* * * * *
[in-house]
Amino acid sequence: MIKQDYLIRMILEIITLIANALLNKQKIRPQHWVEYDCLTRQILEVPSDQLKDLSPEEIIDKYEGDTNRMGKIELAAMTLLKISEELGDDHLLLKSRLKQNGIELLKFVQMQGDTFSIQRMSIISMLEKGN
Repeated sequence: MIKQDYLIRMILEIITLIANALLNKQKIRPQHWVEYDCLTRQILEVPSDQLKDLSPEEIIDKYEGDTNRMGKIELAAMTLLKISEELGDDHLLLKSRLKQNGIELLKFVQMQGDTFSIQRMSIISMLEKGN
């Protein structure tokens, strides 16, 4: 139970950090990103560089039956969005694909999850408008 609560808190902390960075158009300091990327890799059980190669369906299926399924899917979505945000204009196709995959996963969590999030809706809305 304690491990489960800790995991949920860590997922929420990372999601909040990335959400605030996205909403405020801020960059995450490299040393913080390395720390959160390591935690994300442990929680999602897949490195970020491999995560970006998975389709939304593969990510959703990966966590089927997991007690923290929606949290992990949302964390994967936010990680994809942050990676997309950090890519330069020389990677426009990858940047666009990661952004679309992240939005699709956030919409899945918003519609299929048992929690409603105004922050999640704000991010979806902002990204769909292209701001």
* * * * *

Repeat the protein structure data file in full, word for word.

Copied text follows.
[in-house]
Amino acid sequence: MIKQDYLIRMILEIITLIANALLNKQKIRPQHWVEYDCLTRQILEVPSDQLKDLSPEEIIDKYEGDTNRMGKIELAAMTLLKISEELGDDHLLLKSRLKQNGIELLKFVQMQGDTFSIQRMSIISMLEKGN
Repeated sequence: MIKQDYLIRMILEIITLIANALLNKQKIRPQHWVEYDCLTRQILEVPSDQLKDLSPEEIIDKYEGDTNRMGKIELAAMTLLKISEELGDDHLLLKSRLKQNGIELLKFVQMQGDTFSIQRMSIISMLEKGN
């Protein structure tokens, strides 16, 4: 139970950090990103560089039956969005694909999850408008 609560808190902390960075158009300091990327890799059980190669369906299926399924899917979505945000204009196709995959996963969590999030809706809305 304690491990489960800790995991949920860590997922929420990372999601909040990335959400605030996205909403405020801020960059995450490299040393913080390395720390959160390591935690994300442990929680999602897949490195970020491999995560970006998975389709939304593969990510959703990966966590089927997991007690923290929606949290992990949302964390994967936010990680994809942050990676997309950090890519330069020389990677426009990858940047666009990661952004679309992240939005699709956030919409899945918003519609299929048992929690409603105004922050999640704000991010979806902002990204769909292209701001």